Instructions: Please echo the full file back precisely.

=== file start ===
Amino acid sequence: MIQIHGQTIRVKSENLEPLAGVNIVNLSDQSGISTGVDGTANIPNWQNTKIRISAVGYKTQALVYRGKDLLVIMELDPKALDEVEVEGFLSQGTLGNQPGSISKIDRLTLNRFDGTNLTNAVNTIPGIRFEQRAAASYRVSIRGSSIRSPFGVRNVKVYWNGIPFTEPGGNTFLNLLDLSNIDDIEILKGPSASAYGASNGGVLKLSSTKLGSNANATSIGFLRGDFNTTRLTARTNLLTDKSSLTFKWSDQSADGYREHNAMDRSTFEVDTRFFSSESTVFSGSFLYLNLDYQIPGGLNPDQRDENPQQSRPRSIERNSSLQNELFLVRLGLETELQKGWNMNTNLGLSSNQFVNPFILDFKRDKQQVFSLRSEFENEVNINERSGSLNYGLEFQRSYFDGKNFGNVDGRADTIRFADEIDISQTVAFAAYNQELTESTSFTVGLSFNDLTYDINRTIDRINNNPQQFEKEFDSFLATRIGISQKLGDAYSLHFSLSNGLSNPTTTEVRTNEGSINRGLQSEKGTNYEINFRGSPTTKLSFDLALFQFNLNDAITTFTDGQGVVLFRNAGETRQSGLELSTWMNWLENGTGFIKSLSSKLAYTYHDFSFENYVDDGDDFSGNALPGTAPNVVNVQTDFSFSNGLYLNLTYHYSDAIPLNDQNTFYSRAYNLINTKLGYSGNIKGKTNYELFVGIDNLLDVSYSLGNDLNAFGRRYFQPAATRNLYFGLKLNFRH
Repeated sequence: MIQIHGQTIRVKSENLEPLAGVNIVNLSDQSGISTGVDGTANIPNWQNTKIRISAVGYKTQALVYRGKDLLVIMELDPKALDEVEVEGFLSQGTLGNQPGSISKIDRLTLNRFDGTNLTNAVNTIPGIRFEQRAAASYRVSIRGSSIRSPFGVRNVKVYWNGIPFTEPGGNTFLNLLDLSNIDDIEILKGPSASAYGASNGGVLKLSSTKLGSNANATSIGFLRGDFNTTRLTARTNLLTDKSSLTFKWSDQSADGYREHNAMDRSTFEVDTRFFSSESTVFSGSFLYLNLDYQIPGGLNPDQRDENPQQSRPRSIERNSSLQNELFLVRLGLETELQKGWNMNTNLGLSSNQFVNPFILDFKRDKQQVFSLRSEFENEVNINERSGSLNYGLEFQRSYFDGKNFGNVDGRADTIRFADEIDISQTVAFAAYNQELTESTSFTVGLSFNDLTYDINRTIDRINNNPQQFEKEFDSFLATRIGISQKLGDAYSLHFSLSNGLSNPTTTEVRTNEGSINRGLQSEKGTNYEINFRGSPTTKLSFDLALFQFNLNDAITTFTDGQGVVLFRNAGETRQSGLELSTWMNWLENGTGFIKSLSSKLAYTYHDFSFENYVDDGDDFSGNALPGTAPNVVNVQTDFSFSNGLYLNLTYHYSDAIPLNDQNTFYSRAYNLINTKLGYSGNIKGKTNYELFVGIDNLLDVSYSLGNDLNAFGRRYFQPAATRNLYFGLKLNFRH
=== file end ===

Amino acid sequence: MIQIHGQTIRVKSENLEPLAGVNIVNLSDQSGISTGVDGTANIPNWQNTKIRISAVGYKTQALVYRGKDLLVIMELDPKALDEVEVEGFLSQGTLGNQPGSISKIDRLTLNRFDGTNLTNAVNTIPGIRFEQRAAASYRVSIRGSSIRSPFGVRNVKVYWNGIPFTEPGGNTFLNLLDLSNIDDIEILKGPSASAYGASNGGVLKLSSTKLGSNANATSIGFLRGDFNTTRLTARTNLLTDKSSLTFKWSDQSADGYREHNAMDRSTFEVDTRFFSSESTVFSGSFLYLNLDYQIPGGLNPDQRDENPQQSRPRSIERNSSLQNELFLVRLGLETELQKGWNMNTNLGLSSNQFVNPFILDFKRDKQQVFSLRSEFENEVNINERSGSLNYGLEFQRSYFDGKNFGNVDGRADTIRFADEIDISQTVAFAAYNQELTESTSFTVGLSFNDLTYDINRTIDRINNNPQQFEKEFDSFLATRIGISQKLGDAYSLHFSLSNGLSNPTTTEVRTNEGSINRGLQSEKGTNYEINFRGSPTTKLSFDLALFQFNLNDAITTFTDGQGVVLFRNAGETRQSGLELSTWMNWLENGTGFIKSLSSKLAYTYHDFSFENYVDDGDDFSGNALPGTAPNVVNVQTDFSFSNGLYLNLTYHYSDAIPLNDQNTFYSRAYNLINTKLGYSGNIKGKTNYELFVGIDNLLDVSYSLGNDLNAFGRRYFQPAATRNLYFGLKLNFRH
Repeated sequence: MIQIHGQTIRVKSENLEPLAGVNIVNLSDQSGISTGVDGTANIPNWQNTKIRISAVGYKTQALVYRGKDLLVIMELDPKALDEVEVEGFLSQGTLGNQPGSISKIDRLTLNRFDGTNLTNAVNTIPGIRFEQRAAASYRVSIRGSSIRSPFGVRNVKVYWNGIPFTEPGGNTFLNLLDLSNIDDIEILKGPSASAYGASNGGVLKLSSTKLGSNANATSIGFLRGDFNTTRLTARTNLLTDKSSLTFKWSDQSADGYREHNAMDRSTFEVDTRFFSSESTVFSGSFLYLNLDYQIPGGLNPDQRDENPQQSRPRSIERNSSLQNELFLVRLGLETELQKGWNMNTNLGLSSNQFVNPFILDFKRDKQQVFSLRSEFENEVNINERSGSLNYGLEFQRSYFDGKNFGNVDGRADTIRFADEIDISQTVAFAAYNQELTESTSFTVGLSFNDLTYDINRTIDRINNNPQQFEKEFDSFLATRIGISQKLGDAYSLHFSLSNGLSNPTTTEVRTNEGSINRGLQSEKGTNYEINFRGSPTTKLSFDLALFQFNLNDAITTFTDGQGVVLFRNAGETRQSGLELSTWMNWLENGTGFIKSLSSKLAYTYHDFSFENYVDDGDDFSGNALPGTAPNVVNVQTDFSFSNGLYLNLTYHYSDAIPLNDQNTFYSRAYNLINTKLGYSGNIKGKTNYELFVGIDNLLDVSYSLGNDLNAFGRRYFQPAATRNLYFGLKLNFRH